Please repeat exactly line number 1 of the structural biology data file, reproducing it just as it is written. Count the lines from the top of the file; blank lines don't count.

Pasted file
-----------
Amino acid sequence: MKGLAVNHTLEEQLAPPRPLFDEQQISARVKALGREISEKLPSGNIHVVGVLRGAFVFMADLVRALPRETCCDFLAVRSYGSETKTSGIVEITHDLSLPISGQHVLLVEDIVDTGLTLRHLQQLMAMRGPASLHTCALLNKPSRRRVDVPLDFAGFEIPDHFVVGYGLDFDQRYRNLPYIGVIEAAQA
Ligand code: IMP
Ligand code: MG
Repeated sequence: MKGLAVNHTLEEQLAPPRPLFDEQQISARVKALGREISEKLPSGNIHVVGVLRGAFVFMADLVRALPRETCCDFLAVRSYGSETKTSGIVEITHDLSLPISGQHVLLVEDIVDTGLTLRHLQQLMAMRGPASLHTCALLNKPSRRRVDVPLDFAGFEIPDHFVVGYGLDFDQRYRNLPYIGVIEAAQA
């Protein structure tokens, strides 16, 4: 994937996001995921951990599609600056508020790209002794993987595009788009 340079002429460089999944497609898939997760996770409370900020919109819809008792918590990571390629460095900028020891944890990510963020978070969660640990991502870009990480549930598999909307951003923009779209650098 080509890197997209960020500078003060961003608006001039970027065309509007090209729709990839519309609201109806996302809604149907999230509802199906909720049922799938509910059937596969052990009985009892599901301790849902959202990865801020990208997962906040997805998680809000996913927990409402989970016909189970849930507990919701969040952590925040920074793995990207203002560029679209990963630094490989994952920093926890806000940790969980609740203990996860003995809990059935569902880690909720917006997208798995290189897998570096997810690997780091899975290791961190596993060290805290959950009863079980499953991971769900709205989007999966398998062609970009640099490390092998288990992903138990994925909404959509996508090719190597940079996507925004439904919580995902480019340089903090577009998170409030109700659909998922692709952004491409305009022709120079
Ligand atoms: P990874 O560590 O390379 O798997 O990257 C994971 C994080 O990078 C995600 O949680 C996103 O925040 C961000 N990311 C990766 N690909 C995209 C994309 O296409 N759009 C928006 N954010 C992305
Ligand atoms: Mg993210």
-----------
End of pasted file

Amino acid sequence: MKGLAVNHTLEEQLAPPRPLFDEQQISARVKALGREISEKLPSGNIHVVGVLRGAFVFMADLVRALPRETCCDFLAVRSYGSETKTSGIVEITHDLSLPISGQHVLLVEDIVDTGLTLRHLQQLMAMRGPASLHTCALLNKPSRRRVDVPLDFAGFEIPDHFVVGYGLDFDQRYRNLPYIGVIEAAQA